The future of manufacturing will require a fine balance between technological advancement and human upskilling. In the latest blog from the AMTCE, we explore the concept of ‘factories of the future’ and how Irish businesses can invest in the skills and competences required to meet the technological challenges of Industry 4.0.
It’s true: investing in cutting-edge technologies will play a crucial role in how Irish manufacturing will compete on a shifting world stage. This is a point that applies to markets throughout the world, with a global study conducted by PWC finding that companies worldwide invested over $US 900 billion per year up until the year 2020.
Ireland on Shifting Ground: Looking Towards the Future
The figures captured in this study are broadly reflective of a transforming manufacturing sector, with European countries like Ireland emerging as key players in a changing digital world. Indeed, findings from Ireland’s Central Statistics Office highlighted 2020 as one of major growth across the island; with the value of products sold in 2020 approximately 6.7% greater than in 2018 when the country’s manufacturing market share was valued at €119.3 billion.
It is clear from numerous studies and market forecasts that Ireland has the potential to drive fresh, forward-thinking approaches in manufacturing processes. However, this potential is conditional on industry transitioning away from traditional approaches and towards becoming factories of the future.
What are Factories of the Future?
So – what are factories of the future? Whilst the idea may sound far-fetched and akin to a science fiction film, factories of the future aren’t just a concept: they are a reality. Also known as smart factories, factories of the future include production facilities and logistics systems that are organised with limited or no human intervention. Transforming levels of productivity, efficiency, product quality and safety, these intelligent facilities use a number of cyber-physical systems which monitor physical processes; creating virtual copies of the physical world to make data-driven and decentralised decisions.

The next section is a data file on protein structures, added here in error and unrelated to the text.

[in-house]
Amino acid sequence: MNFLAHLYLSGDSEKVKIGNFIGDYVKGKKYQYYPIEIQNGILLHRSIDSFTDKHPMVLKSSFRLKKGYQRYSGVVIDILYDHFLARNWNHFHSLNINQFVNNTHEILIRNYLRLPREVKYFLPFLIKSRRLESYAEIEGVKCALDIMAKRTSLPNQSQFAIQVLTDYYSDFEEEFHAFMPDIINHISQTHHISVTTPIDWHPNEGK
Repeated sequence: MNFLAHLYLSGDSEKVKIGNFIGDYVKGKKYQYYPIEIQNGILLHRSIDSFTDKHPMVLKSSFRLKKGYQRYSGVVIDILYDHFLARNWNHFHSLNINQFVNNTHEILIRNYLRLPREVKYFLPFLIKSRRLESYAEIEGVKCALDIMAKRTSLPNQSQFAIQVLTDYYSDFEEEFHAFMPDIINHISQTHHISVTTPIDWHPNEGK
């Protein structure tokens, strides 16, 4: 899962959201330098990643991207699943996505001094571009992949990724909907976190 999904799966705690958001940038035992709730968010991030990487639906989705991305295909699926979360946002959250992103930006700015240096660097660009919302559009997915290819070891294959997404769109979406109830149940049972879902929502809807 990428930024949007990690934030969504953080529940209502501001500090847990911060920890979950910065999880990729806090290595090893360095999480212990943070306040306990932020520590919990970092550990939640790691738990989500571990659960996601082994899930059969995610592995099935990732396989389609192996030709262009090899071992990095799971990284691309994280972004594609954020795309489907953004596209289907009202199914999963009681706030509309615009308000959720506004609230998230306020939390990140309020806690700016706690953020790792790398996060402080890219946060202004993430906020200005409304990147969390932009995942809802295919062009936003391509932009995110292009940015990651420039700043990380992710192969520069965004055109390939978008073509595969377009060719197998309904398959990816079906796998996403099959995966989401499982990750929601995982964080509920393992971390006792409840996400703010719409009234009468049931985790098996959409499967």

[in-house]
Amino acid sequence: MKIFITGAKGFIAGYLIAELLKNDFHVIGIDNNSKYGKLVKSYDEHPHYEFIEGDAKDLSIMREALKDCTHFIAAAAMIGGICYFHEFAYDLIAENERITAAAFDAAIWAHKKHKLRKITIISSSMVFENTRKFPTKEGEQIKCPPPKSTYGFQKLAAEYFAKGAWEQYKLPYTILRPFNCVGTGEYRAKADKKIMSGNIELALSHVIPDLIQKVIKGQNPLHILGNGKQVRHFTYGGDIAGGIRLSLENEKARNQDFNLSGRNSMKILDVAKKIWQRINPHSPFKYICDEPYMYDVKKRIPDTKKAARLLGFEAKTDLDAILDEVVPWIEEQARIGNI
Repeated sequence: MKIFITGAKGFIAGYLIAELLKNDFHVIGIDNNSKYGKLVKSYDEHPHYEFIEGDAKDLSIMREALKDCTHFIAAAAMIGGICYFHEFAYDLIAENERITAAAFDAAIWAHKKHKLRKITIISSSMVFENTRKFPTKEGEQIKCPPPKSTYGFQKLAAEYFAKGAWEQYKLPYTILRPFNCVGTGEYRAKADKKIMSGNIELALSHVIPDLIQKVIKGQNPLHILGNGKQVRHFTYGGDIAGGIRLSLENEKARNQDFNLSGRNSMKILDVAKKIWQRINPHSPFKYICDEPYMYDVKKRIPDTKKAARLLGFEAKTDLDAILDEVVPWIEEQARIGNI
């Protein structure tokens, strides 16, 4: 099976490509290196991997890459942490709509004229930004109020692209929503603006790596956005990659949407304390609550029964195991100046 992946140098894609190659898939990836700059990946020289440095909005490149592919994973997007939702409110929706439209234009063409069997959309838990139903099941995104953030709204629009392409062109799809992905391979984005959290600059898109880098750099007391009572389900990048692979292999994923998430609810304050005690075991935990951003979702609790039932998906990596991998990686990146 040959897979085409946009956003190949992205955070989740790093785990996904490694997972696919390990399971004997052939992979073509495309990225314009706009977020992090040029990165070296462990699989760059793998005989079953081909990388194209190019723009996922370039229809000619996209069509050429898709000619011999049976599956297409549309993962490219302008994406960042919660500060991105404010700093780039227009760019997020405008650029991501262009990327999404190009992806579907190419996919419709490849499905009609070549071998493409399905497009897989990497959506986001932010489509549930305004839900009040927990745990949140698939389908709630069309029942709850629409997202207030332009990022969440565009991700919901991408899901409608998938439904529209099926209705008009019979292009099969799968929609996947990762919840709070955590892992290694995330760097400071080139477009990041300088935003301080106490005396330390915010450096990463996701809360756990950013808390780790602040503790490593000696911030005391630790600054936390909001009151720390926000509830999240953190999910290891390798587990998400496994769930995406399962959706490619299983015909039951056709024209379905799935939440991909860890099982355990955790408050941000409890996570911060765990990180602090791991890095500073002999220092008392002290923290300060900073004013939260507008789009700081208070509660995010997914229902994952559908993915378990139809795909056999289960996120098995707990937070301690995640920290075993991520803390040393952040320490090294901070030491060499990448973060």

There’s already several examples out there of businesses who are pioneering approaches to the smart factory, with leading organisations like Siemens and Hewlett-Packard placing as much emphasis on predictive workflows as producing goods. Similarly, Audi and Wolkswagen have transformed production in car factories through the adoption of technologies to create the factory of the future.
A pillarstone of the manufacturing’s Fourth Industrial Revolution, factories of the future succeed by exchanging data between the product and the production line, enabling a more efficient connection of the supply chain and improved organisation within any manufacturing environment. This is achieved by combining Industry 4.0 technologies like the Internet of Things (IoT) with advanced processes like additive manufacturing, robotic welding and more.
The Benefits of Smart Factories
In Ireland and throughout the world, the benefits of smart factories are wide-reaching and highly significant. Keep reading to see how this combination of technologies and advanced processes has the capacity to transform industry as we know it:
- Flexible production lines: At their core, factories of the future will transform the manufacturing landscape by using state-of-the-art technologies to support more flexible production lines. This is made possible by how smart factories enable business to lease and integrate pieces of equipment into existing production lines for short and specific product runs.
- Enhanced connectivity: Rather than dividing manufacturing processes into siloed departments, factories of the future boost connectivity by bringing virtually every component into one network, using big data to facilitate communication between separate machines. The data collected during this process is used to drive factory operations which allow an integrated and real-time view across all areas of production.